After thirteen and half years in prison for kidnapping and murdering the boy Park Won-mo, Geum-ja Lee is released and tries to fix her life. She finds a job in a bakery; she orders the ... See full summary »
Without a home and feeling no obligation to Japanese society or Yakuza, Ryuichi (Takeuchi Riki) and his small group decide to make their own place by trying to take over the Shinjuku underworld and the drug trade from Taiwan. As they plan an all-out-assault on the remaining Chinese and Japanese mafia kings, only Detective Jojima (Aikawa Sho) stands between them and complete domination. Written by
WARNING: This motion picture contains explicit portrayals of violence; sex; violent sex; sexual violence; clowns and violent scenes of violent excess, which are definitely not suitable for all audiences.
More cinematic madness and style from Takashi Miike
Takashi Miike's Dead or Alive (1999) begins perhaps as strikingly as ever possible. The very first 5 minutes of this film are incredibly fast paced and edited series of brutal and unexplained (yet) Yakuza murders and images from one sleazy night club in which this mayhem mostly takes place. After that, the speed slows down remarkably and the rest of the film reminds me pretty much of the great art of Takeshi Kitano, another Japanese cinema master. Dead or Alive tells the story of two men against each other, one policeman who has to do dirty things with Yakuza in order to get money for his daughter's expensive medical treatment (she has some dangerous and lethal disease) and the other a charismatic Yakuza criminal and these two men are little like Danny Lee and Chow Yun Fat in John Woo's The Killer; Both these men are on the different sides of the law but share many similar traits and thus respect each other. At the film's finale, which is again extremely over-the-top insanity, they finally confront and it is again something as hysterical that can be invented only by this Japanese director or some other from the East. Dead or Alive's beginning and ending are as fast and outrageous as possible and the middle part of the film is very slow and calm. This creates an extremely effective contrast to the film and reminds me very much of Miike's masterpiece, Fudoh from 1996.
Dead or Alive includes many memorable characters which are from sick pervert Yakuzas (who like to drown people into feces etc.) to junkies and university fellows which all are interesting and personal in the hands of this director. The film tells about many sides of humanity and about things we don't usually want to discuss or at least films don't usually discuss! The most important element in the film however is the finale which thickens it all. The conclusion of this ultra original Yakuza drama is exactly the same as Fudoh's whole point, which is that in the human nature and psyche, there is this thing which necessarily doesn't make it impossible to categorize humans as brutes and savages as it all is destructed because of these reasons in Dead or Alive. Enemies cannot stop until it's too late, and nobody is willing to "give up." Man kills man and acts only more "sophisticatedly" than the actual animals and wild beasts of nature. This is very usual topic in Japanese, honest, cinema and it is one thing which usually makes their movies so unique and brilliant.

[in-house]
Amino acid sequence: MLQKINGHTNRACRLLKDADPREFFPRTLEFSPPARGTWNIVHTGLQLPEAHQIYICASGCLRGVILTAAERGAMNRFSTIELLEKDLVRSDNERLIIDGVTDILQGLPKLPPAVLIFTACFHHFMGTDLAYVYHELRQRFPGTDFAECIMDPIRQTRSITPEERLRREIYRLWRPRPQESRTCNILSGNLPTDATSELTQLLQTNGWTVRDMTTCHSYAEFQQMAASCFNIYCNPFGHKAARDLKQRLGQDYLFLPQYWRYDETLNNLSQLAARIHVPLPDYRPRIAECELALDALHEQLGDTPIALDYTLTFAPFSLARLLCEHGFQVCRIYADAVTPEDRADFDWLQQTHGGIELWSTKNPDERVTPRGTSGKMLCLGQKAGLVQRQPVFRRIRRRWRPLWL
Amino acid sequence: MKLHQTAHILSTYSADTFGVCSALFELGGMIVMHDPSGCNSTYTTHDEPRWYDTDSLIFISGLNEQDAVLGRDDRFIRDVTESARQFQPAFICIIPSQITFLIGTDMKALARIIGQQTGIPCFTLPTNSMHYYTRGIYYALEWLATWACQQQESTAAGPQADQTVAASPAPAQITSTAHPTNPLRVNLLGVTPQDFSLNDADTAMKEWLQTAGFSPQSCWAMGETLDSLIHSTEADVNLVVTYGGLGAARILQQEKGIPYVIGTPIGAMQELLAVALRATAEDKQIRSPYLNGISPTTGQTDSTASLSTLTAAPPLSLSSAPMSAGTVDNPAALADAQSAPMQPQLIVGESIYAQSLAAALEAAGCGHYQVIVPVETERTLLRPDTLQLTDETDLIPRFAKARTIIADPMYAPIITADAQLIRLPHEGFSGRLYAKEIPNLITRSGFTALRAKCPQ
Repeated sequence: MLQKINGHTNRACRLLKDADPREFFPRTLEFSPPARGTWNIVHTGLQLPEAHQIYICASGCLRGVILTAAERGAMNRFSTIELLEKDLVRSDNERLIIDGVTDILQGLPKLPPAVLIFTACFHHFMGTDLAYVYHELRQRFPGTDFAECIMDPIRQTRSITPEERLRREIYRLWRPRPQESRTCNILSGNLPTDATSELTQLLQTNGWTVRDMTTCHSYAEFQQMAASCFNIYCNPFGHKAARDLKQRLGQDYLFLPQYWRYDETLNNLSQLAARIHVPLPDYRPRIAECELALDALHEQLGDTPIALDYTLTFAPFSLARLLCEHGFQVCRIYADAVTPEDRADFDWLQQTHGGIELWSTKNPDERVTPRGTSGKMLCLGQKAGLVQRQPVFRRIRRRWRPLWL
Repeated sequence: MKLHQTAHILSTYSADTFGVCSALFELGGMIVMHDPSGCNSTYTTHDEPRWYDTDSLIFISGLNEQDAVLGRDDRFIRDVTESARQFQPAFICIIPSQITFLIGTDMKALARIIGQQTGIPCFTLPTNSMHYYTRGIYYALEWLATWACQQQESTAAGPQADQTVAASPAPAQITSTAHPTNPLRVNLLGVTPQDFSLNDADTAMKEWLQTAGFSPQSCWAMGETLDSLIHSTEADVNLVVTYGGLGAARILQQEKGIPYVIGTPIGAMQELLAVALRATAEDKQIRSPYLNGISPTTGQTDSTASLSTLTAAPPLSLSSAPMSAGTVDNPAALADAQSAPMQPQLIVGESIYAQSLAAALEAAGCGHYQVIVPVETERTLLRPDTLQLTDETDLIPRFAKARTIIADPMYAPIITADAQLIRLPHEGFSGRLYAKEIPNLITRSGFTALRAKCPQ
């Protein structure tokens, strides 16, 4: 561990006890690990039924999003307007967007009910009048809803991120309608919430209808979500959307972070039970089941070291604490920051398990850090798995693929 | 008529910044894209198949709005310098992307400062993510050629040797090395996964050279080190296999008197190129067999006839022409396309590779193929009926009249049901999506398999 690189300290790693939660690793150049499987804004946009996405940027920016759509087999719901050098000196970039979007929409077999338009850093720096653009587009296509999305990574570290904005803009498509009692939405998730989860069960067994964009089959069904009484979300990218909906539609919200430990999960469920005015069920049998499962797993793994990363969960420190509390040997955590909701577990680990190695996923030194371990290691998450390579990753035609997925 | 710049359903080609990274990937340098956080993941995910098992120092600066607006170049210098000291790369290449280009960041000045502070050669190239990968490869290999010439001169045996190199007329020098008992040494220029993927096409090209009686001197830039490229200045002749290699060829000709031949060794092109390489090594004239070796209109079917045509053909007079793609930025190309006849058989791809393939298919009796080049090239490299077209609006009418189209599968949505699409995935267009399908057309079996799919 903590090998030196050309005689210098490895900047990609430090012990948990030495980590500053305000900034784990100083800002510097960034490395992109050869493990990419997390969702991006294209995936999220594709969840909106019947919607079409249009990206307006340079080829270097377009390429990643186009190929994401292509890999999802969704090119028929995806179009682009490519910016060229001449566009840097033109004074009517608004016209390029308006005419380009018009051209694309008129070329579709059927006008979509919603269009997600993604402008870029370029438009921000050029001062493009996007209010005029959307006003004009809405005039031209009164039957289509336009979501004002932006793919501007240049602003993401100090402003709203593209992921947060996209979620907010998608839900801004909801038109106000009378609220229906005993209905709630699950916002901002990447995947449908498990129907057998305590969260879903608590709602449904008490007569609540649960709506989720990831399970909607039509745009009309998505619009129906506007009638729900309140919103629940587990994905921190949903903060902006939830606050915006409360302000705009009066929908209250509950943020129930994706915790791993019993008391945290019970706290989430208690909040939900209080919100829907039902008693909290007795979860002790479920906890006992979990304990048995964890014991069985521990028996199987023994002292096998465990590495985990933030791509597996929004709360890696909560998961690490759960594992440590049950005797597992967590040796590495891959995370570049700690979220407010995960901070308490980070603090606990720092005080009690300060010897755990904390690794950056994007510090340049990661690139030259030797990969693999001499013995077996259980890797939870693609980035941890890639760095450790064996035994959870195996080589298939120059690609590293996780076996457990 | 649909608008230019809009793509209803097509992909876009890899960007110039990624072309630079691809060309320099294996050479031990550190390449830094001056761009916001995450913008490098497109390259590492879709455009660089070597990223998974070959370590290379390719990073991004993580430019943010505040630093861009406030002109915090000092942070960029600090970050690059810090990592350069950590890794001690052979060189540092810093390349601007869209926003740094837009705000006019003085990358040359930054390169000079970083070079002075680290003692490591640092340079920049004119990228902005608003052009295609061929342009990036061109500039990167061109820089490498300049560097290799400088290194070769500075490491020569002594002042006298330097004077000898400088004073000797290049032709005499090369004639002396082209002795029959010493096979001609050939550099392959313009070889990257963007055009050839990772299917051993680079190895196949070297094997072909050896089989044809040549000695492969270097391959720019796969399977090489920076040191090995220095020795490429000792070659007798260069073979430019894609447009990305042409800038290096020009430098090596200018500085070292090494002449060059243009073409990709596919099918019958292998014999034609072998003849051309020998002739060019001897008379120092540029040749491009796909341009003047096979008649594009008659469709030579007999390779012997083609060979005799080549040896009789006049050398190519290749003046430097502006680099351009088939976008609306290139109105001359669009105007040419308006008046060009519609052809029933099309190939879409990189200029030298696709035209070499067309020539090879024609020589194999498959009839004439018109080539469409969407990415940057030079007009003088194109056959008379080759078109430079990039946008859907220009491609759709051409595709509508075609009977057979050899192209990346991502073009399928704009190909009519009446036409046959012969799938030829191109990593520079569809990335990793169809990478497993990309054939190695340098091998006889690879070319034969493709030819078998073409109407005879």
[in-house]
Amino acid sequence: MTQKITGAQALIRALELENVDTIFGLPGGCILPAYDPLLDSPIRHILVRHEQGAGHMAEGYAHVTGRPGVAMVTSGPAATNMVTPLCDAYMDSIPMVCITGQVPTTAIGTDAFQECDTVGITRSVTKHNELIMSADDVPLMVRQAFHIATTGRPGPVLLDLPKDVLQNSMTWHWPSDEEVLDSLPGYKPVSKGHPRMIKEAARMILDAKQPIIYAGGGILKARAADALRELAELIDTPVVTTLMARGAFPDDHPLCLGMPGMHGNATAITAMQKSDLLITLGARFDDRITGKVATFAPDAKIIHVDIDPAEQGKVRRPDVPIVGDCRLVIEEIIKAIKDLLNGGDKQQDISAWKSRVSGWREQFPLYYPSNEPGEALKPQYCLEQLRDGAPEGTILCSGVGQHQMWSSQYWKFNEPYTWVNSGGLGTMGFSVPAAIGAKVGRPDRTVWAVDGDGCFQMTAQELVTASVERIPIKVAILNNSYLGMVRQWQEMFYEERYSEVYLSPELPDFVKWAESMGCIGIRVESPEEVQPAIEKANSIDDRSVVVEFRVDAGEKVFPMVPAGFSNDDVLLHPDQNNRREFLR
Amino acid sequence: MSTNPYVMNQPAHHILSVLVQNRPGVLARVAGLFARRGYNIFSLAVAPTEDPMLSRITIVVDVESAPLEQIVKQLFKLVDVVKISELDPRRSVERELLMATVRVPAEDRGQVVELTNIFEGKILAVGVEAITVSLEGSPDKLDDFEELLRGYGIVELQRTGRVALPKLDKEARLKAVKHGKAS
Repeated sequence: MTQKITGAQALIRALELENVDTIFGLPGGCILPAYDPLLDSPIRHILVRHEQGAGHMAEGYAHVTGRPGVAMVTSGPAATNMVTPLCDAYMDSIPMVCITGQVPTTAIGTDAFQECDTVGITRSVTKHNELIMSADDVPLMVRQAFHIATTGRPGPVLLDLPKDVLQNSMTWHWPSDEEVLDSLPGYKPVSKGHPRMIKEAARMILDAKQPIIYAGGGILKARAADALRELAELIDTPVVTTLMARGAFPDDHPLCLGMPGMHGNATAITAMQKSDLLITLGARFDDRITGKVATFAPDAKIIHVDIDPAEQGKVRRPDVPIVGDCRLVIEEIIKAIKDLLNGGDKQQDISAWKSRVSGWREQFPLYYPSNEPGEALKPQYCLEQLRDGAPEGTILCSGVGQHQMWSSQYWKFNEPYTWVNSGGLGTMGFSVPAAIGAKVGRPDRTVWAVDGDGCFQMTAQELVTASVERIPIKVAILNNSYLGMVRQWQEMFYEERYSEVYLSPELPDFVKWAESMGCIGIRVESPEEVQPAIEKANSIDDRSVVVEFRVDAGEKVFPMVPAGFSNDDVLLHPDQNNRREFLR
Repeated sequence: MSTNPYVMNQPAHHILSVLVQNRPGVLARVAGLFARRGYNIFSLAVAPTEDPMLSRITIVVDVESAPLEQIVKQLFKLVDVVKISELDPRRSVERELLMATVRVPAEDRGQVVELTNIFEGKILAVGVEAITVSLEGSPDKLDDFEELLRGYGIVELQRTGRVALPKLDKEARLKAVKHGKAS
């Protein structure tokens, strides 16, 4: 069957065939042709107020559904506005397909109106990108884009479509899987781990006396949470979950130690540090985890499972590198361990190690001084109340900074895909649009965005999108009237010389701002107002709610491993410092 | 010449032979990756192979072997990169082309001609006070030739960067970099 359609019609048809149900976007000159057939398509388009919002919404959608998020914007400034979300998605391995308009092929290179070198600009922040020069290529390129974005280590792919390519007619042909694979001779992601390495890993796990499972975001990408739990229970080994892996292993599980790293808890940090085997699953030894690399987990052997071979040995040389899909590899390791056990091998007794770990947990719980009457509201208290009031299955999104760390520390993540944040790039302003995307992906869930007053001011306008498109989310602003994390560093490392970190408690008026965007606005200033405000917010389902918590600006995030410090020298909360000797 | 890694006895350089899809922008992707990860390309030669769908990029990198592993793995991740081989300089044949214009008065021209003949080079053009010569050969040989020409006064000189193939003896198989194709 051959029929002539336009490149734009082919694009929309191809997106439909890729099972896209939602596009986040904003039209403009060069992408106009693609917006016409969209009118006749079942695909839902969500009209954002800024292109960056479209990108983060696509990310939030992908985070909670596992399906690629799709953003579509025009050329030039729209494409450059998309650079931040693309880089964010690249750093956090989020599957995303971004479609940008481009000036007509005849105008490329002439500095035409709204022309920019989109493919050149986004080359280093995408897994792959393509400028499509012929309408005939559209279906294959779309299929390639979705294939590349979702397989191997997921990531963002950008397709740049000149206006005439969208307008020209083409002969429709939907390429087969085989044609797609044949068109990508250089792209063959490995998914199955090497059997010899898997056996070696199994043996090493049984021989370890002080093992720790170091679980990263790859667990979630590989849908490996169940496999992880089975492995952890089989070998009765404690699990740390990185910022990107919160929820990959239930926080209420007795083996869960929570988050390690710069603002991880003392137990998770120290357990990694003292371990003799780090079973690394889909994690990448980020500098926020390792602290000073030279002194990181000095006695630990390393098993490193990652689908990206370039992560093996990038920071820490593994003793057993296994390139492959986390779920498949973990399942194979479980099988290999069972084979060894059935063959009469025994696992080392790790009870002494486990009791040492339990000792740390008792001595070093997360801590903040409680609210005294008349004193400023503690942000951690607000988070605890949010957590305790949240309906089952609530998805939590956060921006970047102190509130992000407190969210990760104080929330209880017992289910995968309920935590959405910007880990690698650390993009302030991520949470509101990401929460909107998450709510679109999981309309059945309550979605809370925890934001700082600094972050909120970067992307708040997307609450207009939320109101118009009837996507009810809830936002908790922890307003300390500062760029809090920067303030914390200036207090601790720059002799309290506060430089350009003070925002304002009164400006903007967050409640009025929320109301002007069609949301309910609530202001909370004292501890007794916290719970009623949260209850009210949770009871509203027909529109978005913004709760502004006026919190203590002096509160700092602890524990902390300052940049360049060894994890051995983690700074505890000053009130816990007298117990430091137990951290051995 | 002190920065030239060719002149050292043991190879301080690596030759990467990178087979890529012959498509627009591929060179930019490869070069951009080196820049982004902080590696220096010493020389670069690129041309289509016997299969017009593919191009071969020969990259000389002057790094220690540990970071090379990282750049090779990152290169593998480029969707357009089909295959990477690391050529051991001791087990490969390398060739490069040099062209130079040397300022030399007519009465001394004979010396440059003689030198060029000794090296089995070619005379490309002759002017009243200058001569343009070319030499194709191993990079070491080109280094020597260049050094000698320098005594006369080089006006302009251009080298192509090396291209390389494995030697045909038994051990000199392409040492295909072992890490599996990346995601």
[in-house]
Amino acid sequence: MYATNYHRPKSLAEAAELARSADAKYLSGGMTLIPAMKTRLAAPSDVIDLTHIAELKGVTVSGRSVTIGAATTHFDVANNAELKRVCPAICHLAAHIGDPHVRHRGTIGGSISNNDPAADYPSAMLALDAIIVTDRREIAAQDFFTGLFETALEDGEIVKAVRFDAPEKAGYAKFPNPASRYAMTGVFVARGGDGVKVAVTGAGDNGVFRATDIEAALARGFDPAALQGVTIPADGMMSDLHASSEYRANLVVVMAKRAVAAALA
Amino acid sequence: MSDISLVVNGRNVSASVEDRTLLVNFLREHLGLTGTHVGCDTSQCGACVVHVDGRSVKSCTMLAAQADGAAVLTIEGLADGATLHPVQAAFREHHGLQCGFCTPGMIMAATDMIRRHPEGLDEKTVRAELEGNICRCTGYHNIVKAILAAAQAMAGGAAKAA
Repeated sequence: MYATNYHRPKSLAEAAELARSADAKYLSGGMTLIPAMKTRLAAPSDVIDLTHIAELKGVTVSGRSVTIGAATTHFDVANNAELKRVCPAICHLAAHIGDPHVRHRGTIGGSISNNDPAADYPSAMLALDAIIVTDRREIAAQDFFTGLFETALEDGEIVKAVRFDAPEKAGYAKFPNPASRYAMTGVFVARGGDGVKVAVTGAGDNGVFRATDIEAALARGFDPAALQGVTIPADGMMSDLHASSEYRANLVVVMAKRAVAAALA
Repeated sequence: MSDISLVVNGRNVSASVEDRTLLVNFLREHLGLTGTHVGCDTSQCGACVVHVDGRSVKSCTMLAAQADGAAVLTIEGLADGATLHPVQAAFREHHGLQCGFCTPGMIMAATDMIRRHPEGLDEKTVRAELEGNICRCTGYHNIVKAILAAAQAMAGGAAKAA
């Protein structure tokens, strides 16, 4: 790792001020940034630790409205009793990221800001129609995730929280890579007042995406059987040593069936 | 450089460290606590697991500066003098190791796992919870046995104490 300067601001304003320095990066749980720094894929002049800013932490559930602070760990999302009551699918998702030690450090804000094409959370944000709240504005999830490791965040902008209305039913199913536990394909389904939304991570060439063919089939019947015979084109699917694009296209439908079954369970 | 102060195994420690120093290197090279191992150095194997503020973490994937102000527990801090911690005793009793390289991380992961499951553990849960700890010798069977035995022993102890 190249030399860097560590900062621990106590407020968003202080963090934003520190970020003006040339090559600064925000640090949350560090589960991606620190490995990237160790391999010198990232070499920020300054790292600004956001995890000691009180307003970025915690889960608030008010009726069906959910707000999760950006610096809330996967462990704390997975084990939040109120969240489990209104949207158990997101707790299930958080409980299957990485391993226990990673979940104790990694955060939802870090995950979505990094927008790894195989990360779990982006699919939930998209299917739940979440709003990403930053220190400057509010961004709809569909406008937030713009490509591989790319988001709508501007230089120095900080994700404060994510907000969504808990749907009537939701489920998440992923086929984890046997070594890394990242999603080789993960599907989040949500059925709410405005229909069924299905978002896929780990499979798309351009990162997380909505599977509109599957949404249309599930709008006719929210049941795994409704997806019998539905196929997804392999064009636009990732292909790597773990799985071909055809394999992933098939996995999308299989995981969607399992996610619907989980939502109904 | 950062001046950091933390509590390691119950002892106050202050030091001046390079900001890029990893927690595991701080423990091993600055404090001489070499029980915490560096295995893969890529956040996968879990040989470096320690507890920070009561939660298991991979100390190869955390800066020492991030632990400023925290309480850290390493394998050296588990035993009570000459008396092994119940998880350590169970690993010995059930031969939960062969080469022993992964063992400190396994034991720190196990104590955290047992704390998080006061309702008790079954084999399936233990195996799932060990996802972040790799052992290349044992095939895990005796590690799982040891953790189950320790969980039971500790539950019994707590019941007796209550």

The finale in Dead or Alive includes things which are not likely to be imagined especially when the whole film before it (excluding the beginning, of course) was so calm and almost peaceful. The finale is very easy to take seriously as it's meant to be as Miike only says his things with different methods, with the methods of this magic filled form of art. When people don't like elements like these in movies, I think it's because of the fact that they don't want to / cannot accept all the possibilities of this art and thus cannot deal with such imagery and elements in films. It all has to be interpreted in order to understand what film maker has to say and give with his/her film. Miike has said he wants that the viewer can be entertained at the same time, but I'm extremely happy that Miike still keeps these entertainment efforts on the background and things in his films which are meant to be entertaining, are also very personal and tolerable and never calculated as in some Hollywood mainstream effort of nowadays'.
Dead or Alive is no less cinematically stunning as Miike's other films. This includes fine use of photography and long shots without edits. The editing is also great especially in this first 5 minutes when the mayhem is so fierce. It all is done with skill and the fast edits never become irritating as they have been finished with care and interest. The often cartoonish violence is somewhat brutal at times and definitely the most graphic elements of this film will alienate most casual viewers as some of the characters and the acts they commit are very sick and repulsive. When a film is this symbolic and almost surreal, the violence doesn't have to be realistic or "believable" either as it is too symbolic and one element in the film. I think Dead or Alive isn't gratuitously violent or sadistic as it all serves the morality of the characters and the world this film depicts.
Dead or Alive isn't quite as great as Fudoh, but still extremely pleasant film from Takashi Miike, who makes films at incredible speed. He makes some 5 or more films per year and most of them are equally personal and inventively wild and mad. I hope this man can continue his "freedom" as a film maker and that he'd never go to mainstream (not to speak of Hollywood!) and fortunately his statements so far don't show signs about this. 9/10
18 of 22 people found this review helpful.
Was this review helpful to you?